If you are serious about starting a business, then you are likely painfully aware of the stark fact that most businesses fail within the first few years. The thinking and planning that you do before you start can either set your business on the path to success or seal its fate as a failed project. If you conduct a comprehensive analysis of the market conditions, there will be fewer unforeseen problems in the start up period. When you can anticipate the problems early, you are able to solve them before they become unmanageable. During this process, you may even determine that the business is not such a good idea after all, which could save you a lot of time, money and heartache. Before starting your business, you have a lot of thinking to do. Here are some questions to consider before you even write your business plan:
Have you solicited feedback from your potential customers? So many business owners start their businesses without even talking to the customers that they are planning to serve. This approach is setting your business up to fail because there is a very real possibility that you are operating on at least one or two false assumptions. Is your target audience even interested in your product or service? Would they pay the price that you are planning to charge? What would be the best way to reach them? Is there something in your approach that will limit your success? Feedback from potential customers is well worth the time that it takes to solicit it. This feedback can point you towards opportunities that have never even occurred to you and it can prevent you from making costly mistakes.
What are your strengths? Take some time to assess your strengths, both your own and those of your business. What is going to differentiate you from your competition? Why will you succeed where others have failed? The answer to this question should drive your business model, from how it operates to how you market it. You also need to have a good idea of what you are bringing to the table; what are your skills? In what areas do you possess a high degree of knowledge and experience? You need to know which areas you can cover effectively, and for which areas you will need to hire some help.
Are you being realistic? It is natural to be excited about your business idea, and this enthusiasm will no doubt contribute to your success. However, you need to be cautious of painting an overly rosy picture in your analysis of the market conditions and in your projections. Particularly when you are trying to raise money, you may be inclined to make the conditions sound a little better than they actually are, but if you distort the facts, you may not be ready to deal with the very real challenges that you are going to face, and most investors know that. Even if the conditions aren't perfect for your business, it could still be a great opportunity. When you are realistic about the challenges, you are better equipped to overcome them.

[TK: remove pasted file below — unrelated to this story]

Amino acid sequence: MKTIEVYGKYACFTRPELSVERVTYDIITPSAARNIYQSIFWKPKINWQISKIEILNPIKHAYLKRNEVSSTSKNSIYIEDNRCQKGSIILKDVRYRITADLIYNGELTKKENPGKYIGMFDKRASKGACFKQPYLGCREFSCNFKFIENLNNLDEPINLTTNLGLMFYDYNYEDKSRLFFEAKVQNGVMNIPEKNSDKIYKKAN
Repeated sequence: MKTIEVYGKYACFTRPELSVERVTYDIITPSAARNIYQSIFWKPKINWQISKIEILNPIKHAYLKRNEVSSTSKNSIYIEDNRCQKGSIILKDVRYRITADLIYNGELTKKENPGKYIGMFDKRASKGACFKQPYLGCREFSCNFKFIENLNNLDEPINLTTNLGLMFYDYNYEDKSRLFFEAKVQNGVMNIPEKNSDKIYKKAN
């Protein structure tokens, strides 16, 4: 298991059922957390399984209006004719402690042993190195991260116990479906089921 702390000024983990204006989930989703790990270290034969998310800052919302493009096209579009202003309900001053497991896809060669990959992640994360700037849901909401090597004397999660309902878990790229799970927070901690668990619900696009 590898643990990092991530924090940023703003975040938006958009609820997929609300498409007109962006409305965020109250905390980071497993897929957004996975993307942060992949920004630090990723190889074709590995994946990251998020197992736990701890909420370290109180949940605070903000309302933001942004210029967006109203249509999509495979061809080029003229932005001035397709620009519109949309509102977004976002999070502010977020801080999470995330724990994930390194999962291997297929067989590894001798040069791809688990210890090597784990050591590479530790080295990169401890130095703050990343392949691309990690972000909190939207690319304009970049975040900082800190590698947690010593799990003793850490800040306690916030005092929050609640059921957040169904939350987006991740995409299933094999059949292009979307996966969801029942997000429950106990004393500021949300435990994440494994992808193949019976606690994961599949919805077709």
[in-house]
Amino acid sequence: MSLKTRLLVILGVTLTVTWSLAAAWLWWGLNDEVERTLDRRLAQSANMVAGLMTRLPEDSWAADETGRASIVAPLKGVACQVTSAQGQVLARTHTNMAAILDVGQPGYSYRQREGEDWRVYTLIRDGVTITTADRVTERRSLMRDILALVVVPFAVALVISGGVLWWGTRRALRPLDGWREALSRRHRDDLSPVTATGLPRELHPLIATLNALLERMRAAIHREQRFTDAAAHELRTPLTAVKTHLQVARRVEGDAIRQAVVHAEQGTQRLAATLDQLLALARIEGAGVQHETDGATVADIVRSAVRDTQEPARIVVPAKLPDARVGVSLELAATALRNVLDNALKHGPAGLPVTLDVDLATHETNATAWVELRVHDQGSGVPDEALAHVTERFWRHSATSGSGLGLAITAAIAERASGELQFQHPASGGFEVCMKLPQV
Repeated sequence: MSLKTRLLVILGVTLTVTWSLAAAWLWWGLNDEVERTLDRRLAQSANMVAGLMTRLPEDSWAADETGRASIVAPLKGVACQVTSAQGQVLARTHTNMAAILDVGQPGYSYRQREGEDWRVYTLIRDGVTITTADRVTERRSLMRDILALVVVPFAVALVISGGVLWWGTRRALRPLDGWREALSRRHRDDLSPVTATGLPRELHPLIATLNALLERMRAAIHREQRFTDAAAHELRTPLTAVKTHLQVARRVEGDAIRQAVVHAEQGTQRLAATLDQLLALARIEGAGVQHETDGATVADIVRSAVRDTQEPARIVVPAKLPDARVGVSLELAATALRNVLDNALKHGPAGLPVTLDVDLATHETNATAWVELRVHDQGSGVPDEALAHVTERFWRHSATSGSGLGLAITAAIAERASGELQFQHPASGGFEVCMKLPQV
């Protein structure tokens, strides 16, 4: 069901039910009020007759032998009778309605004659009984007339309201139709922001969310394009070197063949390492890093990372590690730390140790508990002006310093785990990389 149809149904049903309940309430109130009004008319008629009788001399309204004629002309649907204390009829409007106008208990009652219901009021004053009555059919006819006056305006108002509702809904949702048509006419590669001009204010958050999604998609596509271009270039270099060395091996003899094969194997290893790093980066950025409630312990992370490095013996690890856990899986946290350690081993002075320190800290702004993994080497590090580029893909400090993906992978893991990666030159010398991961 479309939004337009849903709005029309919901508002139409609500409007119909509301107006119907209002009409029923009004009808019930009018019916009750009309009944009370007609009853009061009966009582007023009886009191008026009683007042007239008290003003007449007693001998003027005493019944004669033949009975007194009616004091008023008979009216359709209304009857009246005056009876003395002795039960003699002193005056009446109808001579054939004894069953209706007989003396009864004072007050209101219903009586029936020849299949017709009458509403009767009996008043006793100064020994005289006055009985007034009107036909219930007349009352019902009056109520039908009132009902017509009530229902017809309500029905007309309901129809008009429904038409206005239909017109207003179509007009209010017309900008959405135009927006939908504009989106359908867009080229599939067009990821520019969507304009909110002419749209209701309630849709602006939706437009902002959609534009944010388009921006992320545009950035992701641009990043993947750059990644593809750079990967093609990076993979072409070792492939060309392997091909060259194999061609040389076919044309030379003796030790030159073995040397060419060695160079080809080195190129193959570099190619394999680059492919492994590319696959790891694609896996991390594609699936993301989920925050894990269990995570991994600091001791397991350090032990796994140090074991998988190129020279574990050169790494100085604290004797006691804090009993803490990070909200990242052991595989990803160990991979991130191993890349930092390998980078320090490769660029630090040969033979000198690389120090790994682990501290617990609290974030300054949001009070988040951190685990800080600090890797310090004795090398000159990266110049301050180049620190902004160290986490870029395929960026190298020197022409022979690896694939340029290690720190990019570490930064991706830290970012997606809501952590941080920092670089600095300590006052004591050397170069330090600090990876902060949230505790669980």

Is your business centred around your customer? Are you completely focused on your customers' needs? How are you going to make and keep your customers happy? Why would they choose you over your competition? For your business to be a success, every decision should be made with your customer in mind.
Have you done your research? There is so much research that you need to do prior to writing an effective business plan: What are the relevant laws? What are your insurance requirements? What types of funding opportunities are available? What will your start up costs be? What is your breakeven point? Who is your competition? How strong is the demand for your product or service Who is your target audience? What is your marketing plan? If you are doing your research properly, it will be time consuming, but business owners who don't do proper research inevitably make expensive mistakes.
Do you have an experienced business mentor? In business, nothing replaces experience. Having somebody who has successfully started and run their own business to bounce ideas off of can be very valuable to you. It gives you the opportunity to benefit from their experience, their mistakes and possibly even their connections. If you don't currently know any business owners, join some local business networking groups to make some connections. You will find that many people will be more than willing to help you; all you need to do is ask.
Are you ready for this? Starting your own business is not for the faint of heart. There will be many long days, sleepless nights, and moments when you want to give it all up. You will have to devote yourself completely to your business, and it will likely be some time before your business turns a profit (or even breaks even). Are you at a period in your life where you will be able to handle this mental, emotional, and financial stress? Will your family be able to support you and understand that, especially at first, you may not be able to be there for them as much as you have been in the past? Sometimes it's the right idea, but the wrong time. Be honest with yourself about your situation and your capacity. You don't want to wait until you're heavily invested in your business to realize that it's just not going to work.
In the excitement of starting your own business, there can be a temptation to just jump right into it. Don't fall into that trap. Take the business planning process very seriously. While you may only be making the formal business plan because it is a requirement for the bank or for a funder, think of it as your road map. Use it to guide you in everything that you do and when you get off track, use it to find your way back. Of course, you will need to be flexible as conditions will change and you may find that your research hasn't completely prepared you for the realities of the market. But on the whole, a solid business plan should set you up for success. Get ready for the ride of your life and hold on!